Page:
15:00

Wow, that’s, that’s pretty all encompassing. I think it you know, the closest I ever had this feeling was like, you know, maybe in the mid 90s, when you just had millions upon millions of consumers getting on the internet for the first time, and you had that sort of sense of the same feeling I get hearing you describe, you know, the sort of infinite potential of where we’re headed. And we try to sort this all out, I saw in your LinkedIn profile, you had this really great market map from 2017. Kind of categorizing the VR and AR space. I guess. I’m curious if you were to either update this now, how do you break down the different categories of the metaverse in terms of a market map?

15:43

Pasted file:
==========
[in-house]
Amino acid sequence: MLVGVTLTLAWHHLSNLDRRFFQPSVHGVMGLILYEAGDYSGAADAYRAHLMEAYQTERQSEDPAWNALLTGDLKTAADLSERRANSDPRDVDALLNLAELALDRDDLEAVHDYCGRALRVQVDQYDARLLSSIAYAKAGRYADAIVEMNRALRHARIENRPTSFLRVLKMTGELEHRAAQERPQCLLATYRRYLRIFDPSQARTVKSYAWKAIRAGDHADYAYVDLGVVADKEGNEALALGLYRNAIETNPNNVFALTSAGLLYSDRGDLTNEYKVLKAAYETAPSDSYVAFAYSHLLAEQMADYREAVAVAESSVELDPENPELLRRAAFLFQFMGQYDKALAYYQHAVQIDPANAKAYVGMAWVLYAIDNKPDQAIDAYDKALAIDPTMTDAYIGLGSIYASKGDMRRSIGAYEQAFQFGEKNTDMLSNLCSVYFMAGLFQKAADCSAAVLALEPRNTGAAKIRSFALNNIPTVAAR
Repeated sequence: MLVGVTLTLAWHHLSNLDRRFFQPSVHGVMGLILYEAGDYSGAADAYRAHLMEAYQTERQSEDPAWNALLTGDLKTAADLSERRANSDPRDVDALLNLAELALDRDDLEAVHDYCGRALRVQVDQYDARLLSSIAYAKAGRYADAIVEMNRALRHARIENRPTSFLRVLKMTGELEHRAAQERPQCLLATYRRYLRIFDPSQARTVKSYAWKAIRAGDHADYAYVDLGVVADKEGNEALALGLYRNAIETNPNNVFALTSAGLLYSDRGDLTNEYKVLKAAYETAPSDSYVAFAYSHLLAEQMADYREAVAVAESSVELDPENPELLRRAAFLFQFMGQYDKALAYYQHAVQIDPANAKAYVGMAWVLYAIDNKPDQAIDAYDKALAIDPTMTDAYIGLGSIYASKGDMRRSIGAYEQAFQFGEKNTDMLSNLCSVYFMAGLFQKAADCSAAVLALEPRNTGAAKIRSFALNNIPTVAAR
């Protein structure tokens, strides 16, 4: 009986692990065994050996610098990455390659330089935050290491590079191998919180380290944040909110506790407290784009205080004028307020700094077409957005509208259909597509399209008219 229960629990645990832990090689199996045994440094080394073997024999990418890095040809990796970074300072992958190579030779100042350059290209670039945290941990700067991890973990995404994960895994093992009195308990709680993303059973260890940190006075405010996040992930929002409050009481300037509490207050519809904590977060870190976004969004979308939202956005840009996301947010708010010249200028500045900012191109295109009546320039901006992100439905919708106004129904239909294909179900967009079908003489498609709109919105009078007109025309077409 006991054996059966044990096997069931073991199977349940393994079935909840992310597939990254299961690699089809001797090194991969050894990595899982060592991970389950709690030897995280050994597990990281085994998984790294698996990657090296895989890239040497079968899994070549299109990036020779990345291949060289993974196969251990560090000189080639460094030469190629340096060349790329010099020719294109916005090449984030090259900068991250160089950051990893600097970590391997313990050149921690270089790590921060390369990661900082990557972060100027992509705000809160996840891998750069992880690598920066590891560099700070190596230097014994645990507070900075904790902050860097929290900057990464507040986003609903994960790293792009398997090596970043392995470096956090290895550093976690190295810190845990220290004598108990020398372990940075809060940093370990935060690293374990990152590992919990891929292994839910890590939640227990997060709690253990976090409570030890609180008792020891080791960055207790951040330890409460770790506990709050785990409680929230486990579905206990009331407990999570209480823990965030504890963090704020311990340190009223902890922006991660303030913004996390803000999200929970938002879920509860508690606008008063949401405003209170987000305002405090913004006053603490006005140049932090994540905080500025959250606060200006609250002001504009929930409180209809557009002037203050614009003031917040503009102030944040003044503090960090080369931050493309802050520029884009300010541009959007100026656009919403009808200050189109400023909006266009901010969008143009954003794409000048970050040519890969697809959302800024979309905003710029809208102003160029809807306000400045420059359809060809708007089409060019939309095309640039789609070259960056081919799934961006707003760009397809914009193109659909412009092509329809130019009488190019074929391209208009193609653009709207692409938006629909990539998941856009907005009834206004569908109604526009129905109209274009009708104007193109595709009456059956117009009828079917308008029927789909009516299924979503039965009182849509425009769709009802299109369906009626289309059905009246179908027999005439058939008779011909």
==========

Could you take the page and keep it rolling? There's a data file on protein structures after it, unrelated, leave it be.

Yeah, I mean, honestly, I stopped doing because it started being too complex, right. It was like, it was easy to manage when they’re like hundreds of companies. Now there are 1000s of companies that again, met this criteria of like, yeah, and they made over a million in revenue, or did they get millions and investor money? And yet, what were they working on it? I think the fundamental idea was to kind of show the different applications of these technologies and that it wasn’t just gaming, I think, yeah, most people when they think 3d online worlds and you know, VR AR technology, they immediately go to gaming and well, definitely, it’s one of the biggest opportunities. It’s clearly not the only one, right, like these technologies were developed originally for by the military for training and simulation, right? And it’s just like all the offshoots of that encompass so many different opportunities. And then I think it’s interesting to like, you know, when most people talk about the metaverse, you know, like, Zuckerberg and so many others like Tim Sweeney, and like Roblox, it’s definitely a consumer focused metaverse. But then you also hear Microsoft talking about an enterprise Metaverse, right? Or you hear Nvidia talking about their Omniverse, which is, you know, what their take on the enterprise in Metaverse and this idea that, you know, just as big as you know, playing and doing these, like, consumer foot facing things, right, there’s also going to be this huge opportunity for enterprise and b2b applications of online worlds with presence with people connecting and yeah, I mean, still hasn’t been cracked yet. But if we can get that experience, where virtual meetings, especially collaborative meetings, where you’re not just like presenting our PowerPoint, but we’re actually doing the work together, once those can really be done in a very, you know, productive way in the metaverse, then that’s going to have huge, like, environmental positive environmental impact, right. And we’re seeing this already in like a certain scale with Ford. You know, for car reviews, I used to fly all other people from all around the world to one location. So they can do an in person review of a car, look at the clay, physical sculpt of the car, you know, and they’d have to do this, it would take a long time to get everyone’s calendars together, fly everyone out there give people feedback. But for the past, even like, almost five years, now, they’ve been doing it virtually right, they put on the headsets, they can do it. And then they can make changes on the fly, right? And then they put everyone behind the wheel, see what they need to see adjust the things and it’s just like, okay, like when VR headsets in the VR equipment, and the software upgrade, it costs millions of dollars, it makes sense that it should be done for products that are, you know, cost millions of dollars to create. But now as all of that hardware and software gets cheaper and cheaper, then it’s gonna make sense to design more and more cheaper products in that way too. And I think what’s also interesting too, is to see like this idea of virtual production, right, like all of the major Hollywood films right now. And TV shows everything Yeah, Mandalorian, Lion King, you know, the Marvel movies, they all use VR AR tools in the process of making them. And you know, the idea of like, visualize the world, let the actor see. So they don’t have to just imagine everything, and then get the camera crew and the director is really like understanding and getting the right shot. All that kind of stuff. We’re gonna see kind of trickle down into the mainstream. And it’s going to be the way that more and more content and games are created. And that’s going to be kind of going back into like, what is the killer, like application of the metaverse and it’s creating content for the metaverse. Right? It’s kind of weird, but if you kind of think about it for computers, too, right, it was like, what was the killer app for the you know, the internet, obviously, right? But why? Well, it was not just for consuming the internet, but also for creating and continuing to develop on the internet, right? You need the computer and that’s why it became essential and that same way we’re gonna see like VR and AR especially because that’s the best way to create 3d content not just consume content but but but create 3d content. We’re gonna see it really kind of take off.